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CIT 361: Week 15
Semester Wrap Up

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Probably the single biggest issue most network managers have to deal with is change. As we have seen new protocols and capabilities are constantly being developed yet the old stuff is still clinging to our systems and somehow both need to be accommodated on the same network. We have seen this with IPv4 and IPv6 on the Internet as well as WINS and DNS on a local area networks. Even something as fundamental as DNS does not stand still, recently I saw an article about Google's new Public DNS alternative and earlier in the semester I noted the ICANN expansion to allow corporate TLDs. (Please note, not everyone sees Google's DNS as a positive development.) Google claims their new service will speed Internet access and reduce bandwidth requirements. However, as we saw with VoIP especially those that include video capabilities, most new developments require ever greater bandwidth and someone must pay for it.

The knee jerk reaction most network managers have is to restrict new services because they know the infrastructure cannot support the load adequately. Often they claim the new services are a security risk and sometimes this is true especially for immature services that have not been thoroughly vetted. When Instant Messaging became the hot, new Internet capability many years ago, it was considered an employee time waster, a security risk, and a fad that would soon fade. Now many companies use IM to help with tech support, answer sales questions for customers shopping online, and consider it a main stream form of communications. We have seen similar evolutions in attitude toward wikis, cellphone network connectivity, personal video conferencing, and just about every other new Internet development. Admittedly many new developments do not make it, for example IPv5 and the companies that tried Internet delivery services like Peapod (which still exists), Webvan, and Kozom (which do not). It took Amazon about 10 years to make a profit and neither Skype nor You-Tube have yet made money. Considering the costs, problems, and uncertainties it is no wonder most network managers tend to become conservative, skeptical, foot draggers when told about the next hot new thing on the web. Network managers have the almost impossible job of out-guessing the future and investing in the right technologies at the right time to keep their company on the leading edge without being sliced and diced on the bleeding edge while maintaining existing services usually with smaller budgets and fewer workers.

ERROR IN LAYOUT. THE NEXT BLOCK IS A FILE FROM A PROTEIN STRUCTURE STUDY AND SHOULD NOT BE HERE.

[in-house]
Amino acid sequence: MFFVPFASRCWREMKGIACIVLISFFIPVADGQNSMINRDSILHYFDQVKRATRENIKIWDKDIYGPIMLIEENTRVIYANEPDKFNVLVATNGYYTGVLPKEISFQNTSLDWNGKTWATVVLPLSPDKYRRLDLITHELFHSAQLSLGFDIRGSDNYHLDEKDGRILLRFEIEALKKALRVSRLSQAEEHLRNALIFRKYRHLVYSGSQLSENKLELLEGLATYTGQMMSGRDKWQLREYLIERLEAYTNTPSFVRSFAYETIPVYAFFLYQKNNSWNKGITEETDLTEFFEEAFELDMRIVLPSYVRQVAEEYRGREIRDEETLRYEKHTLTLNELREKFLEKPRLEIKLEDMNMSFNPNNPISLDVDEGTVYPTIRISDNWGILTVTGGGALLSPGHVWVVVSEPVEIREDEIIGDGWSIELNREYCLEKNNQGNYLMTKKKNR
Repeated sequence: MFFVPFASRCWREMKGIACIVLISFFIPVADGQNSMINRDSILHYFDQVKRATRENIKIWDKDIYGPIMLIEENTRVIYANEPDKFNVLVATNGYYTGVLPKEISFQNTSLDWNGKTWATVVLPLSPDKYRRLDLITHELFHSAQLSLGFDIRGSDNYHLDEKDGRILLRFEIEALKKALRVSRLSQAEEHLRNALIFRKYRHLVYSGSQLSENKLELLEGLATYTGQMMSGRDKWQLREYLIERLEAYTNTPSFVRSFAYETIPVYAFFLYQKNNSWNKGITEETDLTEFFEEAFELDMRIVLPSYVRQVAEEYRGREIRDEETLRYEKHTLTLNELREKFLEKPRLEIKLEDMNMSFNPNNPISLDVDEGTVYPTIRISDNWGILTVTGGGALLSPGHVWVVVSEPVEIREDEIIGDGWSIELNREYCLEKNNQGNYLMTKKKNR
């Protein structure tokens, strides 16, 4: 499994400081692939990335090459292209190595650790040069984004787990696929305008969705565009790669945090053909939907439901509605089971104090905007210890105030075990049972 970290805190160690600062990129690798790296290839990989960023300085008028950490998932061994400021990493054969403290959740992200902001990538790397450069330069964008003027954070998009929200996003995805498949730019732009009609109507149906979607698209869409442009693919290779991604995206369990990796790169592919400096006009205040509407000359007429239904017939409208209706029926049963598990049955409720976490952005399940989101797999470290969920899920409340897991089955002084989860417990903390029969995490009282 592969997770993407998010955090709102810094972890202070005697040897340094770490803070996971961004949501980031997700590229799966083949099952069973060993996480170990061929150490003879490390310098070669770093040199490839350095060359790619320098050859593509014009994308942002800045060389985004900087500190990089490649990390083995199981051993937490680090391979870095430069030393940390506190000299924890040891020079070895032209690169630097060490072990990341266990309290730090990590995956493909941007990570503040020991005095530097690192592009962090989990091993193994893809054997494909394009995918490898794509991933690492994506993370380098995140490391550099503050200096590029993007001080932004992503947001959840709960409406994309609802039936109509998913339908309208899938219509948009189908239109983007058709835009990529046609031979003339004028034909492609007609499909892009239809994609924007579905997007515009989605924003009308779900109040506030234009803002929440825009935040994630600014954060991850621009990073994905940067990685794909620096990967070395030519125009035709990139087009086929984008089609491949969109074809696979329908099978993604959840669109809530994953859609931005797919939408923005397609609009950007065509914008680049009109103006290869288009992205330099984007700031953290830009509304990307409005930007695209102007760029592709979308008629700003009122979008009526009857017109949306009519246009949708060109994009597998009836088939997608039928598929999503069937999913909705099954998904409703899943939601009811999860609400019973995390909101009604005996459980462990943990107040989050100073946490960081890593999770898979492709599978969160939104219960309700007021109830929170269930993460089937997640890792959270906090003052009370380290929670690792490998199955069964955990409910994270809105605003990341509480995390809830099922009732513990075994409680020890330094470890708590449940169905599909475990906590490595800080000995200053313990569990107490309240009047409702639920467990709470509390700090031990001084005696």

One way to deal with these issues is to use network traffic shaping to give critical packets priority while still allowing the adventurous employee to experiment with the new, hot thing. One key is to have a well thought out Internet use policy that discourages obvious bad behavior like Internet gambling on company time while allowing experimentation with new services to find out what might prove useful. Another useful tool is a good proxy server that can block access to gaming, gambling, and porn while still allowing access to new developments that have not yet proven themselves one way or the other.

My track record at guessing which new developments will succeed is very dismal so I will not even try. However, I encourage each of you to investigate ways in which some new service you have heard about might be useful or might be a dud. Do a little research on your ideas, read the articles linked in this commentary then post your comments, ideas, and questions concerning managing network changes in the current discussion. Remember, next week we will have the final exam covering chapters 8-13 as well as the two handout lessons, however it will close on Thursday, December 17th, so I can report your grades to the registrar on time. I will try but cannot guarantee to have it ready for you to take over the weekend before.